17 August 2019

An Exercise

This week's lessons with my chess students have focused on queenside pawn majorities. We look at a couple of games played by Mikhail Botvinnik, an endgame that Seigbert Tarrasch blew against Emanuel Lasker, and this position that I created.

White to move

We start with the pawn exercise, and I do not initially tell the student who is to move, nor our theme concerning queenside pawn majorities. If the student thinks the position is equal, I play White. If they think one side is winning, they get that side and get to move first.

Try it against a friend or your computer.

Then, Lasker -- Tarrasch, St. Petersburg 1914.

Black to move

We play it out. I take White.

Then we look at Botvinnik -- Kmoch, Leningrad 1934 and Botvinnik -- Konstantinopolsky, Sverdlovsk 1943. If enough time remains, we go over a game that I played a few years ago (see "Excelling at Technical Chess").

The lesson and much of its content was inspired by Max Euwe, Judgement and Planning in Chess (1953).

06 August 2019

Reiner -- Steinitz

William Steinitz moved to Vienna from his hometown of Prague in 1858, and in 1859 placed third in the city's chess championship. Databases contain three of his games against Reiner from 1860. This game cropped up in a search for examples of Arabian checkmate. White could have delayed checkmate, but he was effectively lost quite early in the game. It is a good example of a risky gambit going horribly wrong.

Reiner -- Steinitz,William [C44]
Vienna, 1860

1.e4 e5 2.Nf3 Nc6 3.d4 exd4 4.Bc4 Bc5 5.0-0

5.Ng5 Nh6 6.Nxf7 Nxf7 7.Bxf7+ Kxf7 8.Qh5+ g6 9.Qxc5 d6 10.Qb5 Re8 Black won in 21 moves Meek,A -- Morphy,P, Mobile 1855. See Meek--Morphy

5.c3 is the main line, but even here Black scores well

5...d6 6.c3 Bg4

White to move


7.Bb5 dxc3 8.Nxc3 Nge7 9.h3 Bd7 (9...Bh5) 10.Bf4 (10.a3) 10...a6 11.Bc4 Ng6 12.Bg5 Qc8 White won in 40 moves Lapshun,Y (2479) -- Berczes,D (2450), Budapest 2007.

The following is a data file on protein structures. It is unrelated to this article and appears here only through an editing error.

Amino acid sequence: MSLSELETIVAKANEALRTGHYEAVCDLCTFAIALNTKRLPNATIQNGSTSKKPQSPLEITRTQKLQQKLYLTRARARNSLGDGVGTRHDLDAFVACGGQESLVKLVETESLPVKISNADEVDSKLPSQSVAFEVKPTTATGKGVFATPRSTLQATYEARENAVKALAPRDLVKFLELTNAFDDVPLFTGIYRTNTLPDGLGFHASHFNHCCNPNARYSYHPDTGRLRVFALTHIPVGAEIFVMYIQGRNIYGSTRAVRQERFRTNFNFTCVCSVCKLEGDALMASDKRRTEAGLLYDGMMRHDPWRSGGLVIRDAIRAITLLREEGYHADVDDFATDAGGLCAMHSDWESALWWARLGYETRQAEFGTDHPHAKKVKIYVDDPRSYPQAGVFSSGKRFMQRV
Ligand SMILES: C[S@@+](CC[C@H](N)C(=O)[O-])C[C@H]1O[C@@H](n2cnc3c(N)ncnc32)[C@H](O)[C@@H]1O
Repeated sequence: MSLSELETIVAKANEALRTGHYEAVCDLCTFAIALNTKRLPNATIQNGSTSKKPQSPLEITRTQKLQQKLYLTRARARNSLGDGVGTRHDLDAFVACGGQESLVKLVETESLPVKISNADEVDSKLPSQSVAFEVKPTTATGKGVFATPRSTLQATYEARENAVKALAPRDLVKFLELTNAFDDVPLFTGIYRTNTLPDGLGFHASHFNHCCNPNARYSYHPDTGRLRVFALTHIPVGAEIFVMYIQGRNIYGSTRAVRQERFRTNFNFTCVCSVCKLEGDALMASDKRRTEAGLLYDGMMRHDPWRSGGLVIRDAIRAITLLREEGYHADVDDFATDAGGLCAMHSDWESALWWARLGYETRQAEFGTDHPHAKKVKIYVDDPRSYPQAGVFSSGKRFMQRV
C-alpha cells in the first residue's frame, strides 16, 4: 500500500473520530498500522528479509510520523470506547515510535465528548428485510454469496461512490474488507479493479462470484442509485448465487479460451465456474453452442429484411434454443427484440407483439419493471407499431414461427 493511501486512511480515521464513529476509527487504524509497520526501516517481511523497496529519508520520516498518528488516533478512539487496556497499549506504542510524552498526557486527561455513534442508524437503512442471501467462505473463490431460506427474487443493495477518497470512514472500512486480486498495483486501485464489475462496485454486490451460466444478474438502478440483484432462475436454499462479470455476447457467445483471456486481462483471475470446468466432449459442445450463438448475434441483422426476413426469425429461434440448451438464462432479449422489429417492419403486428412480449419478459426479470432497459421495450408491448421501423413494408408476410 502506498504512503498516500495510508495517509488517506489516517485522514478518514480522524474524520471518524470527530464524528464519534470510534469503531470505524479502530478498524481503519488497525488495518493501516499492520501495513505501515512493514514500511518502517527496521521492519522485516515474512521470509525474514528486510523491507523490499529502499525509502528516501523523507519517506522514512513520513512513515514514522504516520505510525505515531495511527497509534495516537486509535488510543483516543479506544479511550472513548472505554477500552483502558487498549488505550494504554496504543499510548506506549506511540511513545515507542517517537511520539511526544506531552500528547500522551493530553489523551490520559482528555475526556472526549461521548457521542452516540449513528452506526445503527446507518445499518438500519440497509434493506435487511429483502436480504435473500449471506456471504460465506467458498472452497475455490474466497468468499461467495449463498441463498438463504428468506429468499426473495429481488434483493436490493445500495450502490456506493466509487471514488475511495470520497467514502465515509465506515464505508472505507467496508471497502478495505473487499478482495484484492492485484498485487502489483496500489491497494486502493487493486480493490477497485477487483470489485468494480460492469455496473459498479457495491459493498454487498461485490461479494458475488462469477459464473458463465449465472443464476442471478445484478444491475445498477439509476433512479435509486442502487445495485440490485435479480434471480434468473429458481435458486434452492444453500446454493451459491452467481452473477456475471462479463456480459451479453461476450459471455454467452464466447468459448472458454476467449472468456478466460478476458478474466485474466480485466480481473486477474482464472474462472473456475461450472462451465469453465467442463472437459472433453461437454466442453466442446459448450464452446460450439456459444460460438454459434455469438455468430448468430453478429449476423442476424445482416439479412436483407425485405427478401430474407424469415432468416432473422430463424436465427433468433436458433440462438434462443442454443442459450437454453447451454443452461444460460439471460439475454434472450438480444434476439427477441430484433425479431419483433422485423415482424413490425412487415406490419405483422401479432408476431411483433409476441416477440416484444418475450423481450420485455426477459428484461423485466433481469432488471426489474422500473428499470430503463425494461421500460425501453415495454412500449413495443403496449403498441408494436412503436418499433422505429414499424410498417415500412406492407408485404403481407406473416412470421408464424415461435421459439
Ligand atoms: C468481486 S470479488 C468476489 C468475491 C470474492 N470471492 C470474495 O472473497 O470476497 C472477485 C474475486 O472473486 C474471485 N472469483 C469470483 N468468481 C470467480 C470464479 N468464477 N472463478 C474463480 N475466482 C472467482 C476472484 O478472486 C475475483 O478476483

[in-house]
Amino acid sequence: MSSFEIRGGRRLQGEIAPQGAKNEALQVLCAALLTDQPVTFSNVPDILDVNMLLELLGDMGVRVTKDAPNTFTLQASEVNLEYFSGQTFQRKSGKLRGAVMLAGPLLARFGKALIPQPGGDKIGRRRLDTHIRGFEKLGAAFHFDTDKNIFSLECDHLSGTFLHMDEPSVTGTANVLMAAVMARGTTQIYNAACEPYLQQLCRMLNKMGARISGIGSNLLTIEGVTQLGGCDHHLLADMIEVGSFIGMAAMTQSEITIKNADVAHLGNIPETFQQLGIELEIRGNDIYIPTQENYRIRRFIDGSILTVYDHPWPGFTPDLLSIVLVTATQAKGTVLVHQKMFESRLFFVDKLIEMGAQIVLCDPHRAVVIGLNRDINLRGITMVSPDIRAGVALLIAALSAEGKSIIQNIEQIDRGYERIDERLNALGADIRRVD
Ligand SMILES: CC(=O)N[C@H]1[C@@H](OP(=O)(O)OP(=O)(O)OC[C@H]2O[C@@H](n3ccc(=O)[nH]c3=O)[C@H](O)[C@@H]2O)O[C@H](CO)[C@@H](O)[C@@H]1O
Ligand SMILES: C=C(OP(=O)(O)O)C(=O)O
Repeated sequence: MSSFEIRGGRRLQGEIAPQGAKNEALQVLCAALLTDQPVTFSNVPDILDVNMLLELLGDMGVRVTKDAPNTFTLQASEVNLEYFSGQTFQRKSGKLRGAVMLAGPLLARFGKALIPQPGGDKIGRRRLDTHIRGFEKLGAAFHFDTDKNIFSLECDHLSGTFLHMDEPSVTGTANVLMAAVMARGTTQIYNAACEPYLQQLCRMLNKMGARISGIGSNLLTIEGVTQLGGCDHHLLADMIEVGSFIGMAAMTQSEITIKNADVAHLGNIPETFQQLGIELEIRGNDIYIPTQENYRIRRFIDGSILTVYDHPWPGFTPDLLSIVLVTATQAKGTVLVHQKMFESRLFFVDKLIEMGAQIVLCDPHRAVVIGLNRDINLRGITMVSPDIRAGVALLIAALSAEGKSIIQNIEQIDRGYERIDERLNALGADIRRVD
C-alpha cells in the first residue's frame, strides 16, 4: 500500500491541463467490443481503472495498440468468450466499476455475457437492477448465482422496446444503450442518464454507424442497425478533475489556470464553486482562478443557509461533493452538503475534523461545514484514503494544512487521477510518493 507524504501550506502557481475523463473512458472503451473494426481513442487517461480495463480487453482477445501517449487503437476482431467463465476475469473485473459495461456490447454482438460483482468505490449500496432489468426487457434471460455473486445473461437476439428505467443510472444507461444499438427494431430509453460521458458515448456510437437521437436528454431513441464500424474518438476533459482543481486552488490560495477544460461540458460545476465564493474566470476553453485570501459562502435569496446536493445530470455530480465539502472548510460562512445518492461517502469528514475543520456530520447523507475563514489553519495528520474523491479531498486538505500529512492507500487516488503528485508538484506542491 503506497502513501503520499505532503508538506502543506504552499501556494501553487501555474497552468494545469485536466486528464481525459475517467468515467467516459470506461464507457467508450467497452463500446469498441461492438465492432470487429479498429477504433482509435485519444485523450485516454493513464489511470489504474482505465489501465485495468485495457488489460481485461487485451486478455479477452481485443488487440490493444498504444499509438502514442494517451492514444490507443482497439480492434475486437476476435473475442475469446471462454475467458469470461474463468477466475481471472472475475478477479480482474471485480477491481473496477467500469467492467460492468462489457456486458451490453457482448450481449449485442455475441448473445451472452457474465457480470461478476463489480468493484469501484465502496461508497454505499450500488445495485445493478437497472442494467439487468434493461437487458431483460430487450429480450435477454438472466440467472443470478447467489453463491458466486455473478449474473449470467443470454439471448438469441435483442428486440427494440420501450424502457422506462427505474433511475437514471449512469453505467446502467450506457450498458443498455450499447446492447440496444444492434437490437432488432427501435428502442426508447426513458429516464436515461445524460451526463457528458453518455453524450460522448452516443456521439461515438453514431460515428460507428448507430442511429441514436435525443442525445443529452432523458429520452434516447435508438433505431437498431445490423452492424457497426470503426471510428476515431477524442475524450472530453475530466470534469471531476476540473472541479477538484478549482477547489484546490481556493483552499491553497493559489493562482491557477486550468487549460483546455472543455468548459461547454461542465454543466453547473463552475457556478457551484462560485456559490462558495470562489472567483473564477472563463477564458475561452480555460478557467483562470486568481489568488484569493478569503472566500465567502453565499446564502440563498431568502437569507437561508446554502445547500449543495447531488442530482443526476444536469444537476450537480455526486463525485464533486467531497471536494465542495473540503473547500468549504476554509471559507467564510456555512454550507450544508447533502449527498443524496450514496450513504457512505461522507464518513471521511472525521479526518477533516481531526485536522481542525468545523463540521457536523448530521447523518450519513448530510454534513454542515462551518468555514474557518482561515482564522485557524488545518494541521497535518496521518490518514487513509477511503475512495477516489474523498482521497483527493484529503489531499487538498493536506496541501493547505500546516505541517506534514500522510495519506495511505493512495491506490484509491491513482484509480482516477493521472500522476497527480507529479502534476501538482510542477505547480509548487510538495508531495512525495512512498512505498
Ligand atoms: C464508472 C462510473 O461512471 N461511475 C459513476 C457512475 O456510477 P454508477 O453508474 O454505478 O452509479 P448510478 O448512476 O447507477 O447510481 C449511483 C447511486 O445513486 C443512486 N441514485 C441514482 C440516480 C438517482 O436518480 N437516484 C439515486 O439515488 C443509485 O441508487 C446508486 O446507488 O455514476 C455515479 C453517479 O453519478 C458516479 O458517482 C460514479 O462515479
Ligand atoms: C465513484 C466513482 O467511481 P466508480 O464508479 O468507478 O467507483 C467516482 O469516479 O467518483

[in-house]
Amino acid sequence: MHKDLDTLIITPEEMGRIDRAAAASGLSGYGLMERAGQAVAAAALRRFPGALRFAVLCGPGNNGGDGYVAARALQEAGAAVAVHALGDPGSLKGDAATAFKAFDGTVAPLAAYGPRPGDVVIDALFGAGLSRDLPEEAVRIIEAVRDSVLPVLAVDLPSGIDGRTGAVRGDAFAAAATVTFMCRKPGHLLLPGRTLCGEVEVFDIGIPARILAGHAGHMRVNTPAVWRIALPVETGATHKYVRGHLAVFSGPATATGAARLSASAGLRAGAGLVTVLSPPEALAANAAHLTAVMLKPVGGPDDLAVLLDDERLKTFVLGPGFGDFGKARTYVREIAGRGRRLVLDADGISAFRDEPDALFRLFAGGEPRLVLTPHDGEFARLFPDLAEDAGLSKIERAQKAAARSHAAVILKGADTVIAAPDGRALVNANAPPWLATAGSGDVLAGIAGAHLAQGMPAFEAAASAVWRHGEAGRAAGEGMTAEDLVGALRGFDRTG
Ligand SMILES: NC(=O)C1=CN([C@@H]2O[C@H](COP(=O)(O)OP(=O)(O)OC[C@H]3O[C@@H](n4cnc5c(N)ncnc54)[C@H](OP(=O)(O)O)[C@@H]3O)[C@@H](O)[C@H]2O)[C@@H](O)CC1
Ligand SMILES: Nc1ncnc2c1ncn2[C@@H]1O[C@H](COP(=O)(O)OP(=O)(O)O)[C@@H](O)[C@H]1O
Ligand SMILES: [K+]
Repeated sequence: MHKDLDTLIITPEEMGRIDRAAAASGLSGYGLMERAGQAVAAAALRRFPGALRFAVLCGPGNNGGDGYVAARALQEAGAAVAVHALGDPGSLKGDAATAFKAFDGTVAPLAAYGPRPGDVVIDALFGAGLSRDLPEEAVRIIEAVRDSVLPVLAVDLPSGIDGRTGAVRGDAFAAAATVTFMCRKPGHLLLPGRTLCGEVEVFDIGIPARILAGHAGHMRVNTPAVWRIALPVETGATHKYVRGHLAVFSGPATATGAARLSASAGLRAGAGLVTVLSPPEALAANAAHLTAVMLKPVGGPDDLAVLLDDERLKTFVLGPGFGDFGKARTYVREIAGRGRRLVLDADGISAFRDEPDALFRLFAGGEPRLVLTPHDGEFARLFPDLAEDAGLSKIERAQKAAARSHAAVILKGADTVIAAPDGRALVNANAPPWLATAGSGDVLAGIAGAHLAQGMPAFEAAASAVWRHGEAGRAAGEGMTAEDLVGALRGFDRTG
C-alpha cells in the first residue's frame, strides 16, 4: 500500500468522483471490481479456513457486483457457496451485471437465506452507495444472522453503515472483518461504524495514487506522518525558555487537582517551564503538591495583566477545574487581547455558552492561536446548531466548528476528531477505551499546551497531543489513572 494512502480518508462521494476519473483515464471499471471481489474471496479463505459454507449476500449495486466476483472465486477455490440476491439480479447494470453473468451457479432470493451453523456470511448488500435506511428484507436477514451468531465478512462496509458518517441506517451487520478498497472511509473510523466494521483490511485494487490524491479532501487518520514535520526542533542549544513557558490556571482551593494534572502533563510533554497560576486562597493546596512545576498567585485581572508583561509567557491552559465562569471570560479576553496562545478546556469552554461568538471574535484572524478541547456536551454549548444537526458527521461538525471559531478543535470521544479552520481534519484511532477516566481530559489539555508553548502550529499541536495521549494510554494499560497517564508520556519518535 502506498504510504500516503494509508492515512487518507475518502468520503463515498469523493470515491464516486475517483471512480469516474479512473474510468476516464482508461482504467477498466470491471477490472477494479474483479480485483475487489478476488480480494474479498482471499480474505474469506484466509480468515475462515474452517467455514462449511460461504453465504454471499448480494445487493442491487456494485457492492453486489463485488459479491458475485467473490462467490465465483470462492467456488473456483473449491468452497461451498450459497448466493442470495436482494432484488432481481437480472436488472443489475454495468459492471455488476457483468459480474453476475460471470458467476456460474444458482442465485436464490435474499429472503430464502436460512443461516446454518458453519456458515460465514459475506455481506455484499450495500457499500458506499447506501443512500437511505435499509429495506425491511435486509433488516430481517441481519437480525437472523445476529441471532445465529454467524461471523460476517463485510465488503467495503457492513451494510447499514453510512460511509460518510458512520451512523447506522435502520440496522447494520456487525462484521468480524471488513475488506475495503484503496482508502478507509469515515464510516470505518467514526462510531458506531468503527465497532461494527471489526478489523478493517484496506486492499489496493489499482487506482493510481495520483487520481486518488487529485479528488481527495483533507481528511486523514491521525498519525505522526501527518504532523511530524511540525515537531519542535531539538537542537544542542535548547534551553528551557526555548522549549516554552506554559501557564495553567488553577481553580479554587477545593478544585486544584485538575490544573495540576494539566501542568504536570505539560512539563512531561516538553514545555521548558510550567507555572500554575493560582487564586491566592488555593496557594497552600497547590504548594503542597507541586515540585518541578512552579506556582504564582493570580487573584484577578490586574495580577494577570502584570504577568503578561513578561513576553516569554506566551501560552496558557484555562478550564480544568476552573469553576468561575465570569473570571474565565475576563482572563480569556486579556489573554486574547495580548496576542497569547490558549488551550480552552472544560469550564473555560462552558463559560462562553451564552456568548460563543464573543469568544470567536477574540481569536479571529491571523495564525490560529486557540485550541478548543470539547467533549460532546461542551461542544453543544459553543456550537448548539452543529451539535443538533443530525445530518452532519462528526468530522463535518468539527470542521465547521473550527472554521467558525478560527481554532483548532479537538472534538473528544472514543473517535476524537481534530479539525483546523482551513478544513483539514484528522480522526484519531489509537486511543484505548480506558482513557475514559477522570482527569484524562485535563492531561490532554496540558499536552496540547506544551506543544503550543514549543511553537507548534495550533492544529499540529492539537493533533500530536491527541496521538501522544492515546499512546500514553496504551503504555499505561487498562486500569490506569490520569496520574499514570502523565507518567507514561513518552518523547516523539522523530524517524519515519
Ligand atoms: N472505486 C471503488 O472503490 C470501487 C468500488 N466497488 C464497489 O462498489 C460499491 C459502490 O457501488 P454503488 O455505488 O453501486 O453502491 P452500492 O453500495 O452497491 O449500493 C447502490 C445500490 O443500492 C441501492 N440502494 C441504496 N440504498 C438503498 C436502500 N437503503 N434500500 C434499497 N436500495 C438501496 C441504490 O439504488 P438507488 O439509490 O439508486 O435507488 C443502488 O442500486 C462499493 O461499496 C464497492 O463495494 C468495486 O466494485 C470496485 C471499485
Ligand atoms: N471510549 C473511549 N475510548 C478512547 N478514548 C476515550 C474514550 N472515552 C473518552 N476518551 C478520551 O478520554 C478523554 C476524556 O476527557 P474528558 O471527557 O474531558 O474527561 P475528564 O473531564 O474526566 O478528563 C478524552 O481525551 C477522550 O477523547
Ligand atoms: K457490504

7.Bxf7+ fails 7...Kxf7 8.Ng5+ compounds White's problems 8...Qxg5 9.Bxg5 Bxd1 10.Rxd1-+;

7.Bg5 Nge7

7...Bxf3 8.Bxf7+ Kf8 9.Bxg8

9.gxf3 seems White's best chance. 9...Nf6 10.Bc4=

9...Rxg8 10.gxf3 g5

Black is better, although one master game that reached this position was won by White.

White to move


11.Nd2 seems useful. White's pieces must get into the game. 11...Ne5 12.cxd4 Bxd4 13.Nc4 Qf6 (13...Qc8? 14.Nxe5 Bxe5 15.Kg2 White won in 42 moves Kopetzky,K -- Spielmann,R, Vienna 1933) 14.Nxe5 Bxe5 and even with the reduced material, White's king is vulnerable.


White's opening must be judged a failure. A pawn was sacrificed for mobilization, but Black's pieces are better mobilized.

11...Rg6 12.Qf5+ Kg7 13.Kh1 Qe7 14.Rg1 Rf8 15.Bxg5 Rxf5 16.Bxe7 Rh5 17.b4 Bb6 18.Bxd6 cxd6 Black won in 25 moves Karaklajic,N (2405) -- Barle,J (2425), Caorle 1988.

12.Qf5+ Kg7 13.Kh1

13.Bxg5 Nxf3+ 14.Qxf3 Qxg5+ 15.Kh1 Kh8 16.Nd2 Raf8-+;

13.f4 gxf4 14.Bxf4 Kh8+ 15.Kh1 Ng4-+.

13...Kh8 14.Rg1

14.cxd4 Bxd4 15.Nc3 g4-+


White to move


15.fxg4 Qh4 (15...Rg5 16.Qf4) 16.Bf4 Nxg4 17.Rxg4 (17.Rf1 Raf8) 17...Qxg4 18.Qxg4 Rxg4 19.Bh6 Rxe4-+;

15.Bf4 Qe7 16.Bxe5+ dxe5-+.




16.Nd2 Nxg1-+;
16.Rg2 Nh4-+

White to move

This position is one of the exercises I prepared for my students. I'm sure that it appears in many tactics sets in print and online.

16...Qh4! 17.Rg2

17.Qf6 delays the end.

17...Qxh2+ 18.Rxh2 Rg1# 0-1